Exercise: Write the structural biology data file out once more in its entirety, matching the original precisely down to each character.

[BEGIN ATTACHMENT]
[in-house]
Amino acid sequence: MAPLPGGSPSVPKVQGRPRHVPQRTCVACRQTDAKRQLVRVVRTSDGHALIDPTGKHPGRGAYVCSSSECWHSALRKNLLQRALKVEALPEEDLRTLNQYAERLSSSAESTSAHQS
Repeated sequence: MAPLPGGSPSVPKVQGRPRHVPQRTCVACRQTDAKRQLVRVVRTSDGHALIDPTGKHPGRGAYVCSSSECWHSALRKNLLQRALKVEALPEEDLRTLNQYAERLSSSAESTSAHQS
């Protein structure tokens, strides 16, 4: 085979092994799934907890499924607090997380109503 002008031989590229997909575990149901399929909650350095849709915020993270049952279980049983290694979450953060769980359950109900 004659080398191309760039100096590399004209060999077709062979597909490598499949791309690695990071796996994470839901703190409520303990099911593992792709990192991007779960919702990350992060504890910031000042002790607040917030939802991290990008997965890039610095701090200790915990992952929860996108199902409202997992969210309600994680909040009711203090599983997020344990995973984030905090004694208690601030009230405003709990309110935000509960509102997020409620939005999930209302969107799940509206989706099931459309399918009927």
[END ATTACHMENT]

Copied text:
[in-house]
Amino acid sequence: MAPLPGGSPSVPKVQGRPRHVPQRTCVACRQTDAKRQLVRVVRTSDGHALIDPTGKHPGRGAYVCSSSECWHSALRKNLLQRALKVEALPEEDLRTLNQYAERLSSSAESTSAHQS
Repeated sequence: MAPLPGGSPSVPKVQGRPRHVPQRTCVACRQTDAKRQLVRVVRTSDGHALIDPTGKHPGRGAYVCSSSECWHSALRKNLLQRALKVEALPEEDLRTLNQYAERLSSSAESTSAHQS
């Protein structure tokens, strides 16, 4: 085979092994799934907890499924607090997380109503 002008031989590229997909575990149901399929909650350095849709915020993270049952279980049983290694979450953060769980359950109900 004659080398191309760039100096590399004209060999077709062979597909490598499949791309690695990071796996994470839901703190409520303990099911593992792709990192991007779960919702990350992060504890910031000042002790607040917030939802991290990008997965890039610095701090200790915990992952929860996108199902409202997992969210309600994680909040009711203090599983997020344990995973984030905090004694208690601030009230405003709990309110935000509960509102997020409620939005999930209302969107799940509206989706099931459309399918009927």